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School districts rush to improve safety measures before students come back to class

Improvements include touchless devices, better air quality systems, and new cleaning procedures.

When the last school bell rang, and the kids went home for the summer, that's when Tom Parent and his staff at Saint Paul Public Schools went to work.

“This is truly an all hands-on deck effort,” Parent says.

He leads a team of more than 400 maintenance workers that are working hard to fix, replace and install as many safety improvements as they can before students come back to school.

"Every summer is busy. We usually have about 10 weeks without students to get work done and this year is doubly busy with preparing for the three different scenarios of what fall could look like," Parent says.

Their biggest focus is an area you might not expect, air movement.

Parent says a building’s air circulation system plays a big role in keeping kids safe.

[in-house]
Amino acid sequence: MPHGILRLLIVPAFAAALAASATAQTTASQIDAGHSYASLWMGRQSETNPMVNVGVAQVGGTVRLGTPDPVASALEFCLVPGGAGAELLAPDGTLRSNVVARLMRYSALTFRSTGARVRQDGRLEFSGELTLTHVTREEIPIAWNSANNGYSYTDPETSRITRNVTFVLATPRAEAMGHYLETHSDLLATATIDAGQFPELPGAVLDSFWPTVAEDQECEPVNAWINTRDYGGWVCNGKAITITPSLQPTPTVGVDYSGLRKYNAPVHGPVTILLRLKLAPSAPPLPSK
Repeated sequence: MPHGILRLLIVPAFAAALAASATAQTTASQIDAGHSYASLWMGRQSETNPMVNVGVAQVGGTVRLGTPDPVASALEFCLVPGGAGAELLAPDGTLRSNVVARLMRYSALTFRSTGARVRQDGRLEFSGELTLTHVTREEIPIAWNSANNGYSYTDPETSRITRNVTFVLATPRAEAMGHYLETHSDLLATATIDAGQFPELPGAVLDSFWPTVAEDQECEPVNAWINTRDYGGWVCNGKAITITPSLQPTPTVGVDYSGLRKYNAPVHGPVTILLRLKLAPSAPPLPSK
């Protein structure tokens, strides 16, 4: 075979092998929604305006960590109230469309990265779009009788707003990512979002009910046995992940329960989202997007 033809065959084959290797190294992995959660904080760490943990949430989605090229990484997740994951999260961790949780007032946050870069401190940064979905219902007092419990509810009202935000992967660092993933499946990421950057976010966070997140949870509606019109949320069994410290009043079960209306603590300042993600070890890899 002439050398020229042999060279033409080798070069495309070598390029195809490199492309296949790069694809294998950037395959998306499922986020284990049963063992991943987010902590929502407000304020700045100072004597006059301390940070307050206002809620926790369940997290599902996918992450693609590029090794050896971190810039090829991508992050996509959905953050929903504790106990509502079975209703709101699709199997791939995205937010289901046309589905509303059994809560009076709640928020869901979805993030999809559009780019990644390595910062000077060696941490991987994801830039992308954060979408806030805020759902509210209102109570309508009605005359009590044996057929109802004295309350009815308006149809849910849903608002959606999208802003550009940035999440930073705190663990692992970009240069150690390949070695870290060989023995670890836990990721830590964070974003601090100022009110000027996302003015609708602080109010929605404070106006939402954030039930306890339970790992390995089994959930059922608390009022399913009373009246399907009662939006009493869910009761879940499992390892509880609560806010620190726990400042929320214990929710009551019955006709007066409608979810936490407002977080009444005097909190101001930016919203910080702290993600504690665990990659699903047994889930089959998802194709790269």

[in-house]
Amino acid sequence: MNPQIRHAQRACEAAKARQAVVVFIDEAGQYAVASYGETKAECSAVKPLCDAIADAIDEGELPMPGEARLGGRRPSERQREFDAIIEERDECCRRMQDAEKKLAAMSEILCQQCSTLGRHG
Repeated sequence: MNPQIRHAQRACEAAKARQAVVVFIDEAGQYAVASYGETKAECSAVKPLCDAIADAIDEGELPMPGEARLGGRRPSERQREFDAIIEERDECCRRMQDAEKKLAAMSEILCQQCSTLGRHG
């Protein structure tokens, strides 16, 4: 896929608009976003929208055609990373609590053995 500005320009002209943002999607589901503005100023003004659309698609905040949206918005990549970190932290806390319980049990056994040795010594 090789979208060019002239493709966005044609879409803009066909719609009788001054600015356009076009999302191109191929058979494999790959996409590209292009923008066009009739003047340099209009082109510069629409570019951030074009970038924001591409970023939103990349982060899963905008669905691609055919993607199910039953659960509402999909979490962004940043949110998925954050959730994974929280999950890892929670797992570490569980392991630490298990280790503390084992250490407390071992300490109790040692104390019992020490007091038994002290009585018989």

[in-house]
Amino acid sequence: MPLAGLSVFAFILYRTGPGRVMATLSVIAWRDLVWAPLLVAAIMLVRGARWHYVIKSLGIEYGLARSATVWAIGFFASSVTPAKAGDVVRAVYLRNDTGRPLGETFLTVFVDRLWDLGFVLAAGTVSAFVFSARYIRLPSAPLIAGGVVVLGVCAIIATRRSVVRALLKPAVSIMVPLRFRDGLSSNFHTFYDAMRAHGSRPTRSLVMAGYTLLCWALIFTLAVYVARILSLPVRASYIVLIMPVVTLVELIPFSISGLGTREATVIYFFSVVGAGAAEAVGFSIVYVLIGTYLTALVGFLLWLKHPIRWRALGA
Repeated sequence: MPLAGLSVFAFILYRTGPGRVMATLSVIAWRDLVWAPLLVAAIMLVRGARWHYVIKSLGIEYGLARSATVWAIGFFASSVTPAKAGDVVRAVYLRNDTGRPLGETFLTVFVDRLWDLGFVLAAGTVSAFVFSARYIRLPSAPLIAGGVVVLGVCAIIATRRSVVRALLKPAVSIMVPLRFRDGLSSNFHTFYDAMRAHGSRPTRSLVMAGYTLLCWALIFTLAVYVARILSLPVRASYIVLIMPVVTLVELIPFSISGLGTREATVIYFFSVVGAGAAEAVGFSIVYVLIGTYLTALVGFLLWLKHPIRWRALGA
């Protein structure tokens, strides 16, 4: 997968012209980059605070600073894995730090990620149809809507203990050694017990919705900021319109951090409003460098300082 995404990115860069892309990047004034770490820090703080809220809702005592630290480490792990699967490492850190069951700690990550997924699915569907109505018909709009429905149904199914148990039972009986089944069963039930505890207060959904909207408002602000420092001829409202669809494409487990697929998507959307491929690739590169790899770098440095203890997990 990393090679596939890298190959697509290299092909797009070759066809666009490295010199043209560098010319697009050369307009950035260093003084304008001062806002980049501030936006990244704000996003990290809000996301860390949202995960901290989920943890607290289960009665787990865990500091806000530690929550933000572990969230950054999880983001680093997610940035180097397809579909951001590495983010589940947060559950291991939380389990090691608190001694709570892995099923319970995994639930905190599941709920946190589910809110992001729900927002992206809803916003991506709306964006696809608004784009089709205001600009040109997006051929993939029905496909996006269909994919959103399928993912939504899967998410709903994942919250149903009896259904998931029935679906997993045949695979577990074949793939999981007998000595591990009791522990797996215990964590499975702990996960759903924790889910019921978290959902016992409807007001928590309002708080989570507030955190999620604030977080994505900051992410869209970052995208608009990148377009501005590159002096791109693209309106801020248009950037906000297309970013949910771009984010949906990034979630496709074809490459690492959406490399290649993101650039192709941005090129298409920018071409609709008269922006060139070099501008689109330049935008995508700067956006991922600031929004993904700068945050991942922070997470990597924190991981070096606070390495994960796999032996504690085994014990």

Right now, his staff is busy testing the systems in each building to make sure they’re running at peak efficiency, because they’re planning to run those systems longer and at higher settings once the students come back.

“We want to bring in a lot of outside air to keep the air inside moving,” Parent explains.

School districts across the state are also looking at new touchless products to prevent students from spreading the virus.

Some of these touchless products include touchless toilets, faucets, drinking fountains and soap dispensers.

School districts are also buying new door accessories that let you open the door without touching it.

Parent says his custodial workers are also rethinking the way they clean.

"We’ve got a four-tier cleaning plan,” Parent says.

“We’re focusing more time on commonly touched surfaces such as door knobs, lockers and railings.”

Parent says they also created a 9-person response team that will quickly disinfect a school when a student catches the virus.

They're also looking at a new space in the nurse's office that will keep kids who might have the virus separate from other students.

They're even re-thinking the way they serve lunch.

"That's a major logistical undertaking for us, is we think about a world in which we can't have 150 to 200 kids in a cafeteria," Parent says.

Workers are also setting up hand sanitizer dispensers in every class room in the district.

But for every safety improvement you can see, Parent says there's another one you can't see going on behind the scenes.

"There are 400 people on the facilities team at Saint Paul Public Schools and each and every one of us is committed to putting in the effort to make sure we're ready for fall."

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